Fukui: ‘Dinosaur Kingdom’ Reopens with New Attractions

The Yomiuri Shimbun
Visitors look at the permanent exhibition at the Fukui Prefectural Dinosaur Museum in Katsuyama, Fukui Prefecture.

FUKUI — Fukui Prefecture, which is the center of dinosaur research in Japan due to the discovery of many fossils in the area, is increasing efforts to attract more tourists, highlighted by the reopening of the Fukui Prefectural Dinosaur Museum in Katsuyama.

The museum reopened in July with new facilities and renewed attractions, with about 18,000 visitors in the first three days. Both children and adults greatly enjoyed the hands-on programs that were expanded through the renovations.

Since opening in 2000, the dinosaur museum has been popular due to its permanent exhibits of dinosaur fossils and elaborately reconstructed skeletons, attracting a total of over 12 million visitors and ranking among the most visited natural history museums in Japan.

The Yomiuri Shimbun
Visitors lining up in front of the museum just before reopening

One of the museum’s attractions is the Field Station, a dinosaur fossil excavation site located about 20 minutes from the museum by bus. There are guided tours which are particularly popular as participants can break open rocks at the site and experience the process of discovering and identifying dinosaur fossils. However, the Field Station closes during the winter, unable to secure a stable number of visitors throughout the year.

The prefectural government temporarily closed the museum from December last year. The museum underwent a major renovation at a cost of about ¥9.4 billion so the facility could allow visitors to experience fossil excavation year-round.

Hands-on programs

About 80% of dinosaur fossils discovered in Japan are from Fukui Prefecture. The reopened dinosaur museum has new exhibits demonstrating its forefront of dinosaur research — the dinosaur tower.

The Yomiuri Shimbun
The Dinosaur Tower in the new annex

A geological feature called the Tetori Group, a stratigraphic group dating from the Jurassic to the Cretaceous, is located near the museum. Full-scale excavations have been conducted since 1989, with many dinosaur species and small dinosaur tooth fossils being unearthed. The tower, about 13 meters high, has life-size models of five dinosaurs, including Fukuivenator and Fukuisaurus, and one avian species, found in these excavations.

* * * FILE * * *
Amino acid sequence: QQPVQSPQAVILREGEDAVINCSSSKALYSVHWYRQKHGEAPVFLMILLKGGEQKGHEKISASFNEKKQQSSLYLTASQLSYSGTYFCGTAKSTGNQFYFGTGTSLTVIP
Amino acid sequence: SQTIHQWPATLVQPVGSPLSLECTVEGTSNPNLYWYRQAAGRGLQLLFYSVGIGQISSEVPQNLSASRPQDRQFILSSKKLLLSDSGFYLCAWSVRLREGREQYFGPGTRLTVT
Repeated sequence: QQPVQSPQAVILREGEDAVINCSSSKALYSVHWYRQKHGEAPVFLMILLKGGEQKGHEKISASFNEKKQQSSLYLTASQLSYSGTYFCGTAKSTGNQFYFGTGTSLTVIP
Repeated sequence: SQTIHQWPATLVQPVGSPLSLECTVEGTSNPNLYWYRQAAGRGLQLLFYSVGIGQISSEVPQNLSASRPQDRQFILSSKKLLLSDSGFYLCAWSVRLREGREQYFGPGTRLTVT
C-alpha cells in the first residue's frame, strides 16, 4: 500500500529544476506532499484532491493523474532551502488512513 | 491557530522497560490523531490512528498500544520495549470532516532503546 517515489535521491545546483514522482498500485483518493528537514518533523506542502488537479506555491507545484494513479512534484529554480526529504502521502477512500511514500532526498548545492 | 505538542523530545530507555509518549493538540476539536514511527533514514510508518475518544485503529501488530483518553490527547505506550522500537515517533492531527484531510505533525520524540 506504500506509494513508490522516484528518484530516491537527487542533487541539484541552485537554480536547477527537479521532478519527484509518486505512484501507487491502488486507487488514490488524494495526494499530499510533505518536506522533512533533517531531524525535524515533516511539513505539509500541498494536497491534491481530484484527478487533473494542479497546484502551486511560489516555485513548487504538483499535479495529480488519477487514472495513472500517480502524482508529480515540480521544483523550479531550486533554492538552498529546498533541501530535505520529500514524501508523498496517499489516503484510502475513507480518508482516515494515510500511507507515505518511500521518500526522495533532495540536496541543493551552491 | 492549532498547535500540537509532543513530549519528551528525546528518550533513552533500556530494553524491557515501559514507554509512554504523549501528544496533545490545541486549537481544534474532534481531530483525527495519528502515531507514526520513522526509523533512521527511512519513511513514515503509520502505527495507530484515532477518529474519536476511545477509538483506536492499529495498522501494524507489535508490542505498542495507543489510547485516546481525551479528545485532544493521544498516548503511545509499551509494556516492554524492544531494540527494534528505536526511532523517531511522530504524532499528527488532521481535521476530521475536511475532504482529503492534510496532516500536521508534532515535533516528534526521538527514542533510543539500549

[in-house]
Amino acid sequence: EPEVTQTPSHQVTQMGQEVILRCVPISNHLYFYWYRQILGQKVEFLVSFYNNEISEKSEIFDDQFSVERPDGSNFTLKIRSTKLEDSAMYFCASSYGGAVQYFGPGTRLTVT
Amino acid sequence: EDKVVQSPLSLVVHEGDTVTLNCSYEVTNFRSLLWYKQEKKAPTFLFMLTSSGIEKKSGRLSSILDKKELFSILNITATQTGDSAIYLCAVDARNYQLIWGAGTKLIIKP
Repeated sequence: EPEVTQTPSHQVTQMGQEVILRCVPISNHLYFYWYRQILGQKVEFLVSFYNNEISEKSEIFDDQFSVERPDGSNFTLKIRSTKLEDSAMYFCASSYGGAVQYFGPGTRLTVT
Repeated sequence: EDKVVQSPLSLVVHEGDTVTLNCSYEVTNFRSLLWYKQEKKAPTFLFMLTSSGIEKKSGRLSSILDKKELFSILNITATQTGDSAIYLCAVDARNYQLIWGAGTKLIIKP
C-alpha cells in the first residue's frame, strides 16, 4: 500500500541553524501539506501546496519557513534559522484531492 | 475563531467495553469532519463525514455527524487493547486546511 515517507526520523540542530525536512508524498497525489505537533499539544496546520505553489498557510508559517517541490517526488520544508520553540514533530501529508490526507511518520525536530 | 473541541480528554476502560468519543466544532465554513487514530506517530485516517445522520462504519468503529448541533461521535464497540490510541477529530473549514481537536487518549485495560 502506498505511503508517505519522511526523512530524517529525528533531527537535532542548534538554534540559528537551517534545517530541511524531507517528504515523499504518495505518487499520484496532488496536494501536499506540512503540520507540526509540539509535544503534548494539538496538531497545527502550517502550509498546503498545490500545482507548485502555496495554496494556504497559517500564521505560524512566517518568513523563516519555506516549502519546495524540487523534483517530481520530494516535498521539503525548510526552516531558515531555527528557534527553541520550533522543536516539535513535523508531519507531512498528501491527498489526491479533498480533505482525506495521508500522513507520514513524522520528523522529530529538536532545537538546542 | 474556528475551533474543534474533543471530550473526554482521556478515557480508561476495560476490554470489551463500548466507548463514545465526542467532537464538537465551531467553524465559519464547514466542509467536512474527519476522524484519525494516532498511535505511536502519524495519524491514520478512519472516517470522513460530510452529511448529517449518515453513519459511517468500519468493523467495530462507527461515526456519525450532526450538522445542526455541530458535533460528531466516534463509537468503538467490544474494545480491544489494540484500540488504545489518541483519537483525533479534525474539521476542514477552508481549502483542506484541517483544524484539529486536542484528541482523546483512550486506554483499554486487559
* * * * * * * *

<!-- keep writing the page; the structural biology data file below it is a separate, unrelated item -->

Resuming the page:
A fossil research training area has been set up in the new annex where visitors can simulate an excavation process even when the field station closes during the winter. There is a section for assembling a Tyrannosaurus fossil replica, as well as a hands-on fossil unearthing program. Using a tool, each participant scrapes an artificial stone to reveal a replica made with resin, of a Fukuiraptor tooth fossil. The process of removing the stone matrix covering the fossil replica is close to researchers’ actual work. Participants use a pen-shaped tool, also used in research, that has a tip vibrated by air pressure to cut into the stone.

The Yomiuri Shimbun
An artificial stone is scraped using special tool for extracting a fossil replica.

After carefully scraping the surface of the white artificial stone, a black fossil is seen. “I didn’t know such detailed work is necessary to find fossils,” a visitor said with surprise. The participants can take the fossil replicas home.

“We have prepared the program to be very similar to the work by professionals as we want visitors to experience real research,” said Kazuo Terada, head of the museum’s research and exhibition department. “I believe only at our dinosaur museum can you have such an authentic experience.”

The permanent exhibits have also been enhanced with its reopening. A mummified fossil of the herbivorous dinosaur Brachylophosaurus has been added to the exhibits. The 3.2-meter-long fossil has well-preserved bits of skin. The number of complete dinosaur skeletons has also been increased to 50 compared to 44 in December last year.

“I’m certain the reopened museum is enjoyable even for people who have come here before,” Terada said.

Shinkansen expected to bring more visitors

The Yomiuri Shimbun

The Fukui prefectural government is expecting to receive more visitors from the Tokyo metropolitan area. Before its reopening, about 60% of the visitors to the Fukui Prefectural Dinosaur Museum came from the Kansai and Chukyo regions — Nagoya and the surrounding area — and only about 15% of them were from the Tokyo metropolitan area.

The Hokuriku Shinkansen bullet train line will be extended to Tsuruga, Fukui Prefecture, from next spring, and trains will stop at Fukui Station. As the extension makes Fukui more accessible from Tokyo, prefectural officials think it is a golden opportunity to have its appeal as a tourist destination widely known.

“I hope our dinosaur museum will take the lead in promoting Fukui,” Yumiko Tanikawa, the museum’s director, said enthusiastically.

The Yomiuri Shimbun
Many dinosaur paintings decorate the exterior of the “dinosaur train” that stops at Fukui Station.

The Echizen Railway, the public transit service that runs closest to the museum, has started running a “dinosaur train” with various dinosaurs painted on the exterior and a special interior featuring dinosaur models. Also, work is underway around Fukui Station to make the area an appealing gateway to the “dinosaur kingdom.”

The prefectural government is planning to install two life-size robots — a Tyrannosaurus and a dinosaur called Suchomimus — at the west exit of the station by next spring. There are already three moving dinosaur monuments at the exit.

“We want to present a world of dinosaurs that is as appealing to visitors as any theme park from the moment they get off a Shinkansen train,” a prefectural government official said.